Snap Judgments: Why Patriots are struggling; Favre trend continues
Musings, observations and the occasional insight as we take stock of where things stand in the NFL as the final four weeks of the regular season come into focus (that's 64 games and counting down if you're keeping track)....
• What's wrong with the Patriots?
Add to that the discouraging reality that New England has swung and missed in terms of the defensive veterans it has acquired in recent years. The level of exposure the Patriots young defensive players are suffering was supposed to be minimized by the likes of cornerback
The Patriots' lack of any threat in terms of pass rush has left their young secondary on an island in far too many games this season, and it's no wonder even the
That said, don't shovel too much dirt on the Patriots just yet. They'll be favored to win all four of their remaining games -- Carolina, at Buffalo, Jacksonville, at Houston -- and they'll still claim the AFC East title and get a first-round home playoff game at 11-5 or 10-6.
They also have a chance to get a little healthier and more potent on offense down the stretch with the likely return of running back
• Got some testy e-mails for bringing it up last week in the Vikings' entry in my weekly
From 2005 on, Favre has thrown 36 interceptions and just 15 touchdowns in the last five games of the regular season, a differential of minus-21. In his first 11 games of those seasons, Favre's touchdown-to-interception differential was a gaudy plus-48, with 99 touchdowns and 51 interceptions. That's a swing of 69 clicks, making it fairly difficult to dismiss as a five-year trend. Or at least a trend of four years and one game.
• I've said the same thing during the Dallas December swoons of the past two years, but
Figuring out how to stop the bleeding is how an NFL head coach truly earns his money. But Phillips seemingly has little knack for that part of the job, and it was all too familiar Sunday evening at Giants Stadium to hear him lamenting how the Cowboys lost to New York only because they did things they do not normally do, like give up big plays or fail to convert on third down. Phillips mournfully shaking his head at those miscues isn't going to get anything corrected.
I actually think Phillips helped sow the seeds for the Dallas loss at New York by choosing last week, of all times, to complain about the lack of respect he and his record as a head coach receives. It was the wrong message at the wrong time. Wins in December would take care of all those perceived slights, and then Phillips wouldn't have to say a word. By bringing up the topic, and then failing against the Giants, Phillips looks like he once again let his focus stray at the point of the year when on-field results matter most.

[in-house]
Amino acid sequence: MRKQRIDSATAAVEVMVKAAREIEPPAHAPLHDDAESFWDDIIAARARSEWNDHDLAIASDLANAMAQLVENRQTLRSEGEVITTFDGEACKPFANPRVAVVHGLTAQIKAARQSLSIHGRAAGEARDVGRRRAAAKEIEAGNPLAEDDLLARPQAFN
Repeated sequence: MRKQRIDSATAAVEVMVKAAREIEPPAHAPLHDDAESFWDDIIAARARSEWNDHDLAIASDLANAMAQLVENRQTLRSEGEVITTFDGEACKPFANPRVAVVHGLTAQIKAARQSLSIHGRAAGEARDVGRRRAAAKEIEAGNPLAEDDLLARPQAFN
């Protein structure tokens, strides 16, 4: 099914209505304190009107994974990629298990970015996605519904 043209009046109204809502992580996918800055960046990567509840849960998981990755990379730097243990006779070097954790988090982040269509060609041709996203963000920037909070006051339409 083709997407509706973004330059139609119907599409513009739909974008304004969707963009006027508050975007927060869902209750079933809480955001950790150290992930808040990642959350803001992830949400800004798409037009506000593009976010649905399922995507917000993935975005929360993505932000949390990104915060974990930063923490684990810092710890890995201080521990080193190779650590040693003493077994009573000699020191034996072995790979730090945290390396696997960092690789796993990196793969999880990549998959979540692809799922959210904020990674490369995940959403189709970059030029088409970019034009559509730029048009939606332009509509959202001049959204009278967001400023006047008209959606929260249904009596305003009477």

• With the four most anticipated weeks of the NFL regular season about to play out, you might be surprised to learn that seven teams are already finished with their six-game division schedule, and 12 more have just one game remaining against a division opponent. That means just 13 of 32 teams will play at least half of their remaining four games head to head in the division. Maybe it's no wonder that only three of the eight division races remain undecided as we enter the season's backstretch.
The NFC East, by far, is the division that has the most potential for final month intrigue. All four teams have two division games remaining, and those include arguably the two biggest division showdowns still left on the NFL schedule: This week's Eagles (8-4) at Giants (7-5) game Sunday night at the Meadowlands, and Week 17's Philly at Dallas showdown, which could be a winner-take-all affair in terms of playoff implications. With home games remaining against both the Giants (Week 15) and Cowboys (Week 16), Washington also will have a big say in who wins the NFC East.
Division by division, here are the other division games remaining on the schedule:
• There's a certain clarity that surfaces this time of year as the playoff chase intensifies and teams either eliminate themselves or increase their odds to reach the postseason. Though it never turns out exactly as it appears it will (see the Eagles and Chargers making the playoffs at the last second in 2008), here are a few helpful ways to view the current landscape:
At the moment, there are 13 teams in the NFL with winning records. All but one of them (the 7-5 Giants) would be in the playoffs if they opened today. New York in the NFC and Jacksonville (7-5) in the AFC are the winning teams that appear most in jeopardy of missing the playoffs, although every time I peek at the 8-4 Cowboys' remaining schedule -- Chargers, at Saints, at Redskins, Eagles -- I can see 9-7 and no trip to the dance for Dallas on the horizon.
Eliminating everyone with less than six wins, there are 18 teams still in the running for 12 playoff spots. Actually, with the Saints and Colts both having already clinched a berth, you can think of it as 16 teams still vying for 10 spots.
The AFC field is trickier to discern than the NFC field, because 10 teams are still very much alive, even though five of them are likely vying for the same wild-card berth. The Jets, Dolphins, Steelers and Ravens are all 6-6 and on the Jaguars' heels for that No. 6 slot in AFC wild card.
In the NFC, the intrigue looks to center on the NFC East, where two of the three contenders (Cowboys, Eagles and Giants) likely will make the postseason, with the third going home. If there's a surprise team, it could still be the 6-6 Falcons, but they face difficult must-wins the next two weeks, at home against New Orleans and at the Jets.